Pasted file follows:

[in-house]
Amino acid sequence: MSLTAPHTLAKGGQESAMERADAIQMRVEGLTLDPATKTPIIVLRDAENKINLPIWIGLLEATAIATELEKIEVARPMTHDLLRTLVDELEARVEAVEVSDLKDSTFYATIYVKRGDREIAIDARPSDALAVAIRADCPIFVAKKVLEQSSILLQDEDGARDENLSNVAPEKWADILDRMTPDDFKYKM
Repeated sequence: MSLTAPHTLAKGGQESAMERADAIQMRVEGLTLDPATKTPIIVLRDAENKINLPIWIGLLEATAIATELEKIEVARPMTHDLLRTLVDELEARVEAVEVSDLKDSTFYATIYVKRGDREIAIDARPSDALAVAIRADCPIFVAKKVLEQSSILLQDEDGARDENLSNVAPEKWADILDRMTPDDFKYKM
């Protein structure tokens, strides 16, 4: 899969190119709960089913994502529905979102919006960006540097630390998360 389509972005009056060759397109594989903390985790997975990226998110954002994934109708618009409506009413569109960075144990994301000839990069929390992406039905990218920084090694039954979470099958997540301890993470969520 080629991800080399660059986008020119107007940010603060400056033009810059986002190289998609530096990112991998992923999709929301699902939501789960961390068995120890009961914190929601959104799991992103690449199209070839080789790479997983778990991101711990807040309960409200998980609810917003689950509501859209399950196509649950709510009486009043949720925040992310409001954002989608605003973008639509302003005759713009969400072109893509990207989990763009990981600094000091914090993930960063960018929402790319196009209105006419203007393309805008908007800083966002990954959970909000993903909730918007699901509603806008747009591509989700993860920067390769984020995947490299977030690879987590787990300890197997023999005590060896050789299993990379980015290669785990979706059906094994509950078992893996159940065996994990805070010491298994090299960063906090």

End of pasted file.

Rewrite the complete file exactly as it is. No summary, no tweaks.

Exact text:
[in-house]
Amino acid sequence: MSLTAPHTLAKGGQESAMERADAIQMRVEGLTLDPATKTPIIVLRDAENKINLPIWIGLLEATAIATELEKIEVARPMTHDLLRTLVDELEARVEAVEVSDLKDSTFYATIYVKRGDREIAIDARPSDALAVAIRADCPIFVAKKVLEQSSILLQDEDGARDENLSNVAPEKWADILDRMTPDDFKYKM
Repeated sequence: MSLTAPHTLAKGGQESAMERADAIQMRVEGLTLDPATKTPIIVLRDAENKINLPIWIGLLEATAIATELEKIEVARPMTHDLLRTLVDELEARVEAVEVSDLKDSTFYATIYVKRGDREIAIDARPSDALAVAIRADCPIFVAKKVLEQSSILLQDEDGARDENLSNVAPEKWADILDRMTPDDFKYKM
């Protein structure tokens, strides 16, 4: 899969190119709960089913994502529905979102919006960006540097630390998360 389509972005009056060759397109594989903390985790997975990226998110954002994934109708618009409506009413569109960075144990994301000839990069929390992406039905990218920084090694039954979470099958997540301890993470969520 080629991800080399660059986008020119107007940010603060400056033009810059986002190289998609530096990112991998992923999709929301699902939501789960961390068995120890009961914190929601959104799991992103690449199209070839080789790479997983778990991101711990807040309960409200998980609810917003689950509501859209399950196509649950709510009486009043949720925040992310409001954002989608605003973008639509302003005759713009969400072109893509990207989990763009990981600094000091914090993930960063960018929402790319196009209105006419203007393309805008908007800083966002990954959970909000993903909730918007699901509603806008747009591509989700993860920067390769984020995947490299977030690879987590787990300890197997023999005590060896050789299993990379980015290669785990979706059906094994509950078992893996159940065996994990805070010491298994090299960063906090």